Over its storied history many quality Star Trek products were released from 1974 to 1999 by Mego, Playmates and even Galoob to a lesser extent. Just like every toy line, the values of certain items can greatly fluctuate over time. This is based on several factors, including the item’s time period, scarcity, consumer demand and overall condition. The good news for Star Trek collectors is there always a demand for items from this era, as Mego and Playmates created some truly iconic pieces. Loose individual Mego figures can still be found on the secondary market in varying degrees, depending on which series they are from. The same goes for the playsets and accessories. Carded or boxed items can still fetch quite a bit of money, especially if they are the Series 2 or 3 alien figures. The Motion Picture figures can be found fairly easily but the accessories are becoming harder to find in good boxed condition. The ERTL figures used to be in dollar bins but they are beginning to rise in price lately. The Galoob toys are still fairly common on the secondary market, with only a few select items being worth picking up. The Playmates line is an interesting one indeed. Most of the items produced by Playmates can be found with ease on the secondary market at very reasonable prices, but prices are definitely beginning to creep up a bit. Values on Star Trek items remain steady with values and prices always inching up each year. The market remains strong due to an ever present 70’s and 80’s nostalgic desire and a rabid fan base. The figures, playsets, vehicles, and other accessories from the various Star Trek lines will only increase in value as these figures and sets become rarer and harder to find in the future.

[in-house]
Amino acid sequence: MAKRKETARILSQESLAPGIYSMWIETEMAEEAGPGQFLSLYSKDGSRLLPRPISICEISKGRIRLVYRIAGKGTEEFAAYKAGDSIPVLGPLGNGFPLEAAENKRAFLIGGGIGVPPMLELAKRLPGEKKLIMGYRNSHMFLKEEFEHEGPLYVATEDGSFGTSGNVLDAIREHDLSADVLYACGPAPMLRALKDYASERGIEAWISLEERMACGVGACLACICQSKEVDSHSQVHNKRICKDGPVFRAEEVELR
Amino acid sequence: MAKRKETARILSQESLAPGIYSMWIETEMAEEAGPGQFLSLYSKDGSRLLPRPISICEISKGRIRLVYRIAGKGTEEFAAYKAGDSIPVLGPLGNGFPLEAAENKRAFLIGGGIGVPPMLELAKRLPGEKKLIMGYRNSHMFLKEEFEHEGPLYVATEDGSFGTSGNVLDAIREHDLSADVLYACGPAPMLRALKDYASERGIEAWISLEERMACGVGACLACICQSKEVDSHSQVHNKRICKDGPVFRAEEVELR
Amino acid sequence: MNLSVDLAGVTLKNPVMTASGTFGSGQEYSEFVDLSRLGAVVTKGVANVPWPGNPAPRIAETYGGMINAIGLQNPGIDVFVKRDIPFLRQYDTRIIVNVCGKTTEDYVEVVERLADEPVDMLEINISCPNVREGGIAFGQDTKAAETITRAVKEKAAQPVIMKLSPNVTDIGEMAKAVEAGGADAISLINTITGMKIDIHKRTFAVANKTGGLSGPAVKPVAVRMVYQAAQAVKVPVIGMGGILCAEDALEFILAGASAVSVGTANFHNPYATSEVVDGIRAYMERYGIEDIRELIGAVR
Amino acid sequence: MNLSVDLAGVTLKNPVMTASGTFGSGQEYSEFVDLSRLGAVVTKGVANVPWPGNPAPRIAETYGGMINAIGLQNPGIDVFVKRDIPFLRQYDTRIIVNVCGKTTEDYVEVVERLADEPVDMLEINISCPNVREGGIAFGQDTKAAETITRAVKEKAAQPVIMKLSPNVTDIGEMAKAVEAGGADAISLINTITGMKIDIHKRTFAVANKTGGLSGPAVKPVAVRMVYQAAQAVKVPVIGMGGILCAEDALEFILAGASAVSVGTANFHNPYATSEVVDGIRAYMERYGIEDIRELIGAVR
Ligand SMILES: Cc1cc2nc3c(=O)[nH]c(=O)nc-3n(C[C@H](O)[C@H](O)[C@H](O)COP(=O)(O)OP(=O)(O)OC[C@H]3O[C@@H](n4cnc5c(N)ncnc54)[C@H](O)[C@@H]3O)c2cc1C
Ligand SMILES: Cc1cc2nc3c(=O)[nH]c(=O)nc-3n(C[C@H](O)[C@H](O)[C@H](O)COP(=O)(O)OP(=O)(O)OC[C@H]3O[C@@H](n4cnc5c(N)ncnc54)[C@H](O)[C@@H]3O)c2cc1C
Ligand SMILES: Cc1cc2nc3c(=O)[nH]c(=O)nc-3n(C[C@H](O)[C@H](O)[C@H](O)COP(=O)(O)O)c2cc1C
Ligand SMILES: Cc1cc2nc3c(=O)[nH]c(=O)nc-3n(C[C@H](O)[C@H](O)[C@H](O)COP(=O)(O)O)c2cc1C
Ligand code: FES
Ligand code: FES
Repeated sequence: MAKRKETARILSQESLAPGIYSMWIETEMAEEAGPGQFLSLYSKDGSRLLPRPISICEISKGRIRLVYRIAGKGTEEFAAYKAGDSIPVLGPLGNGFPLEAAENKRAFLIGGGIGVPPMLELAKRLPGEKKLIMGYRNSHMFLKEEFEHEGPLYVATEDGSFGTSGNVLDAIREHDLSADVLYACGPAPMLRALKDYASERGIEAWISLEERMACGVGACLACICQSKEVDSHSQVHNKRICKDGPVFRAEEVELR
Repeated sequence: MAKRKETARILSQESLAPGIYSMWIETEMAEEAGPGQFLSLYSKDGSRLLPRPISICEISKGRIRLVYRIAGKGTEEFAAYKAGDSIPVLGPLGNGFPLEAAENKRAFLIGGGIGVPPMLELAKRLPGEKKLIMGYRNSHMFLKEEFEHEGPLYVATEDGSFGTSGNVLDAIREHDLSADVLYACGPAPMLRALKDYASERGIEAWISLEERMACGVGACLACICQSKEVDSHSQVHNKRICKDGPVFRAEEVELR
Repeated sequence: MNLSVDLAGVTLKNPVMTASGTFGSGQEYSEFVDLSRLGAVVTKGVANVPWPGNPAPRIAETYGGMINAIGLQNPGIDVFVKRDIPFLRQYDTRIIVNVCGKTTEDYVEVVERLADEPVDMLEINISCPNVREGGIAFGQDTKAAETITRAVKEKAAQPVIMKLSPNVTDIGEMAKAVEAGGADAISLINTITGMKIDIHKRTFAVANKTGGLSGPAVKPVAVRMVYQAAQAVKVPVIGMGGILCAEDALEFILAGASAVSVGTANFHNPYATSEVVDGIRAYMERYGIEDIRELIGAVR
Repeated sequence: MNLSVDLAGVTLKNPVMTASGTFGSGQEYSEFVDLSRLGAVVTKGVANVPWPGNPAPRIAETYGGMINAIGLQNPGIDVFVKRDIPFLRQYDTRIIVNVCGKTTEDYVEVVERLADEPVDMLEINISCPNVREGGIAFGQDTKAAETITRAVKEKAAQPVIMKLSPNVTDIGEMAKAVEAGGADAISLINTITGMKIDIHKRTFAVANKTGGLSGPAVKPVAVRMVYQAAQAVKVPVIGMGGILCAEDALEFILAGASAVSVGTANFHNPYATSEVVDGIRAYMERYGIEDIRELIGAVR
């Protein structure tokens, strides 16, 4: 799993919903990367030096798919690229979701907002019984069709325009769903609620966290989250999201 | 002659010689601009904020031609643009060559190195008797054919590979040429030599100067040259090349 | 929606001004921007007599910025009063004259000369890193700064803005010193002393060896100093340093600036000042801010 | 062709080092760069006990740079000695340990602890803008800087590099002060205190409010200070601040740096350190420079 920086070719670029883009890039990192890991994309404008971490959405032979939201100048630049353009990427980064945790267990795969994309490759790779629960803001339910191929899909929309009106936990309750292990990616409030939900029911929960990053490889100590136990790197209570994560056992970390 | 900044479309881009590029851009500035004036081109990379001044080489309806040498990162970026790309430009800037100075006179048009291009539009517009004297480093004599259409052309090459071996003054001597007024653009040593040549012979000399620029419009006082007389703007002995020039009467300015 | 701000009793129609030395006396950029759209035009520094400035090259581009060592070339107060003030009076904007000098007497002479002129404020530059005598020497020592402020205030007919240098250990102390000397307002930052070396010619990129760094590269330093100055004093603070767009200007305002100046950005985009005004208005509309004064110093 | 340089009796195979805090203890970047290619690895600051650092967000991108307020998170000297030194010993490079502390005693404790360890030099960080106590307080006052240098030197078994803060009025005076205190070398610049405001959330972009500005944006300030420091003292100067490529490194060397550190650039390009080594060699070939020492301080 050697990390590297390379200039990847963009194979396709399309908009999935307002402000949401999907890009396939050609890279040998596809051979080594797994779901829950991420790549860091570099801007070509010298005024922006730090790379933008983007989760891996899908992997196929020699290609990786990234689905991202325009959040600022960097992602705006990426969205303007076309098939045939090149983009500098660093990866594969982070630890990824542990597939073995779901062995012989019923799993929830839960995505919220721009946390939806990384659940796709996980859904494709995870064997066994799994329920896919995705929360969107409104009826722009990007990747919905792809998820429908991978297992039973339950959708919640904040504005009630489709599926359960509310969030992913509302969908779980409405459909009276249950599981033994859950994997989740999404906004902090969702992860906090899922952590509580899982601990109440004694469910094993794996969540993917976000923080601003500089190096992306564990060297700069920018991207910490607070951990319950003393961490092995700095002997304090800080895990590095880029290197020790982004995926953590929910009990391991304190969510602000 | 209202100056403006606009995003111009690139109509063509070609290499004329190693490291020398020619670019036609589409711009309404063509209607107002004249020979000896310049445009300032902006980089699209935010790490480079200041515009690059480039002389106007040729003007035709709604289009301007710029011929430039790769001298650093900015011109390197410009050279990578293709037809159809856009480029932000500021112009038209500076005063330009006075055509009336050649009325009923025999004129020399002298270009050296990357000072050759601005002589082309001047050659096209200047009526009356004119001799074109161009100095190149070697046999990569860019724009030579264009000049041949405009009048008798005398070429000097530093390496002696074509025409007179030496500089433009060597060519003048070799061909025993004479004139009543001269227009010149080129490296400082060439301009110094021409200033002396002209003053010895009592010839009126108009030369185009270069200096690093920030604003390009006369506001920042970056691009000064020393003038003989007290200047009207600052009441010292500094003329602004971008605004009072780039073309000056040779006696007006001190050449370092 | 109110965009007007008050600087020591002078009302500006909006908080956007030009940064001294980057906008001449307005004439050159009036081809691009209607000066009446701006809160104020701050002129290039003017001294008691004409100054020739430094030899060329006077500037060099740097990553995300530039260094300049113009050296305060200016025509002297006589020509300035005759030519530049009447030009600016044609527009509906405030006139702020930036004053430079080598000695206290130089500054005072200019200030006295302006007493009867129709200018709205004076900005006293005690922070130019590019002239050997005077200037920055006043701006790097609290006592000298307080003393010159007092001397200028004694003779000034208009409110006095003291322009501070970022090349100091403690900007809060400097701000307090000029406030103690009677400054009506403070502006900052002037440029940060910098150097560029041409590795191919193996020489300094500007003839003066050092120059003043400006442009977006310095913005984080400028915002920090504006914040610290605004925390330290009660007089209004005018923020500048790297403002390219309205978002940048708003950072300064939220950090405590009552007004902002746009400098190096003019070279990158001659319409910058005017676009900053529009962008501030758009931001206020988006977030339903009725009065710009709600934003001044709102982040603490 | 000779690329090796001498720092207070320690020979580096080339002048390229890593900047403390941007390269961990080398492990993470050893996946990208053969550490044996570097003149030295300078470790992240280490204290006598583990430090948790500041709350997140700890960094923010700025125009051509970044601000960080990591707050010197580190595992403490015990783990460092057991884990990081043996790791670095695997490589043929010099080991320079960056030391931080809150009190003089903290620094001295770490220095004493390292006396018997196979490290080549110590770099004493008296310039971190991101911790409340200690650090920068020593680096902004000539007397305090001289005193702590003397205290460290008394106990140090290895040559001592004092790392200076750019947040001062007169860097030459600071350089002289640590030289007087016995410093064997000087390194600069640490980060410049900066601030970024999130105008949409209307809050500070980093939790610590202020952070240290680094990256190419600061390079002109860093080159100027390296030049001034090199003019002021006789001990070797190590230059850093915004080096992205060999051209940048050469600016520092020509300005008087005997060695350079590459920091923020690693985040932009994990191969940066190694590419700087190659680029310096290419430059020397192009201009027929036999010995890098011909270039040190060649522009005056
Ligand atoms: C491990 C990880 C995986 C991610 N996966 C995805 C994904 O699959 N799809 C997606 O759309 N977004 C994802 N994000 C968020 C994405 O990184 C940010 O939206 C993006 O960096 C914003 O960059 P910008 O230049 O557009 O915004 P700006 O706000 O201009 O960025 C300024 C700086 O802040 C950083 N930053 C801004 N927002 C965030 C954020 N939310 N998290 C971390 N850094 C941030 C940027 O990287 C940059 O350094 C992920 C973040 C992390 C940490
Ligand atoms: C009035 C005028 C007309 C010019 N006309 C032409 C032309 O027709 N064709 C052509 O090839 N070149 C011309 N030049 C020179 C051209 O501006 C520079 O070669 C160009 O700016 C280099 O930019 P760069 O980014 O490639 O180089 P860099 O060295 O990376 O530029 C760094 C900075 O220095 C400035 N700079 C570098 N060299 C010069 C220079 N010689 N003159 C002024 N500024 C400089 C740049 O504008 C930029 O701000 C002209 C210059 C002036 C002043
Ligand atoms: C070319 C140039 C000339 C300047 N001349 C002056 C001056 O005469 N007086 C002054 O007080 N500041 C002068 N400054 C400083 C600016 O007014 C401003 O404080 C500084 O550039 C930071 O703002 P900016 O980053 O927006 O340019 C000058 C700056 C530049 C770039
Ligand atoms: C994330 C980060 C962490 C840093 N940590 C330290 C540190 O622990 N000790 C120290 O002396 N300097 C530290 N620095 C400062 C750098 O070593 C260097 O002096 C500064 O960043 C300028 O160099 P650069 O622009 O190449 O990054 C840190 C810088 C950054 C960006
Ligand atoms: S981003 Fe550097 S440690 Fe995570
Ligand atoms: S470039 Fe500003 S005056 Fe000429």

Click These Links to See The Individual Star Trek Pages
1983 ERTL Star Trek III
1988 Galoob Next Generation
1989 Galoob Star Trek V